Tag Archives: Elk Hunting Colorado

Becoming a Real Straight Shooter


“Do you know how to shoot straight?”

While some people might take offense at such a question, it is one that big game hunters need to ask themselves every year. Shooting an animal with a high-powered rifle, no matter the distance, is not a natural skill. Hunters must know the capabilities of their rifles, the intricacies of their scopes, the characteristics of their ammunition, the distance of their targets and their own ability to quickly set up an ethical shot.

“Shooting is a perishable skill. If you haven’t done it in a while, you’re going to get rusty,” says Rick Basagoitia, area wildlife manager in the San Luis Valley. “There are people who believe they can go out, buy an expensive rifle and without any practice start shooting like the guys on the hunting shows on TV. Well, they can’t.” Read more

United We Stand, Divided We Fall: A Message for Sportsmen


Image design by Jerry Neal/CPW.

Unless you’ve been living in a galaxy far, far, away, you’ve probably noticed that we are a nation divided. We’ve become a country of Republicans vs. Democrats, conservatives vs. liberals and Red vs. Blue instead of the collective Red, White and Blue. And if you made it through the 2016 election without losing at least half of your Facebook friends, well done. Yet, politics aside, there is a common thread that binds us all as Americans, and I believe great things are in store for our nation’s future despite our perceived differences.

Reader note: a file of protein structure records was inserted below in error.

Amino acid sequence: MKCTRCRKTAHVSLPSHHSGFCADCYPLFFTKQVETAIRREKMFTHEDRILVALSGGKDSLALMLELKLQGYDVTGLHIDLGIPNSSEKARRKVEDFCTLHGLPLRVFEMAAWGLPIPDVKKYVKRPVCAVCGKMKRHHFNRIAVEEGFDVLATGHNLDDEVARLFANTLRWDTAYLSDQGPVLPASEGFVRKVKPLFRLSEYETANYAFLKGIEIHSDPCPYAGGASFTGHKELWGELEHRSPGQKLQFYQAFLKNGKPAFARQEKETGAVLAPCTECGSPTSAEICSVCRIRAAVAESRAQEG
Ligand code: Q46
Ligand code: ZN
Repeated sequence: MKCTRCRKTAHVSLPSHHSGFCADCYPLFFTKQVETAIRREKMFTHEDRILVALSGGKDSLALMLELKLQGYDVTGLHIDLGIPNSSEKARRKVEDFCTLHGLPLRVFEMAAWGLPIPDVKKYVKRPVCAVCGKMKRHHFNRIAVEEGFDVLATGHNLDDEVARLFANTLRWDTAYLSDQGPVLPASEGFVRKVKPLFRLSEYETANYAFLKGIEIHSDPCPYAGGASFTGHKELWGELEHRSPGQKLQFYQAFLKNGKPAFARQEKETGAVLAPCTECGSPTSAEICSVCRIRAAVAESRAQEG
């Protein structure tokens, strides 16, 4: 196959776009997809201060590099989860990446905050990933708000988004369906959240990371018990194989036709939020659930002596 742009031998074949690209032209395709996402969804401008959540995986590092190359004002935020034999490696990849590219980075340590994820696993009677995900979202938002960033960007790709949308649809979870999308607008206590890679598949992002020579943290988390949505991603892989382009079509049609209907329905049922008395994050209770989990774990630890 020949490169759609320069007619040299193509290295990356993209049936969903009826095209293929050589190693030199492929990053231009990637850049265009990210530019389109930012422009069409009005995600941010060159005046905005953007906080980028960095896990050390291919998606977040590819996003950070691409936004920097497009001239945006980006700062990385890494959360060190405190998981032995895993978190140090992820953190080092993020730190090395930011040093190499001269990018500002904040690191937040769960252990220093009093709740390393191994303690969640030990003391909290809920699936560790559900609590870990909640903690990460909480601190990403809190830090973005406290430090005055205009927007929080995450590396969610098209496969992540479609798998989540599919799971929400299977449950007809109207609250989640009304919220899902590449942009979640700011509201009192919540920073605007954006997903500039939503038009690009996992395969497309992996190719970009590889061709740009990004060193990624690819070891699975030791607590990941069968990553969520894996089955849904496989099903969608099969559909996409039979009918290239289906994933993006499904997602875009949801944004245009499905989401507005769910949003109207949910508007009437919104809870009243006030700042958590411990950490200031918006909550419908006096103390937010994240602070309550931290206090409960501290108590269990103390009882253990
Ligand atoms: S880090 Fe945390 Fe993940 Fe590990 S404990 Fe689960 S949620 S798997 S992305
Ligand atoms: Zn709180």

Although not as dramatic or polarizing, I see a similar division among sportsmen these days. I see fly fishermen who berate those who spinfish; hunters who attack fellow hunters (especially women) for harvesting mountain lions or bears; archery, muzzleloader and rifle hunters who bicker about which method of take is the most noble; and catch-and-release advocates who bash someone for legally keeping a fish or two for the dinner table.   Read more

Wapiti Ambush (Part II: ‘Bonking’ Bulls)

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Clouds float above the San Juan Mountains in southeast Colorado. Photo by David Lien.

An elk begins its life in late May or early June as a 35-pound calf, spending most of its first two weeks lying low and hiding from predators — mainly bears, mountain lions and coyotes. Surviving bulls can grow to 1,000 pounds. Obviously, this species is big, one of the biggest hooved animals in North America, and everything about a mature bull is big.

A pair of antlers from a mature Rocky Mountain elk will weigh between 20 and 30 pounds. His bones are thick and heavy, his hide is tough, he has a remarkable tenacity, and his stamina is incredible. Standing as high as 5 feet at the shoulder, a bull elk with a full rack of antlers is an impressive sight. Read more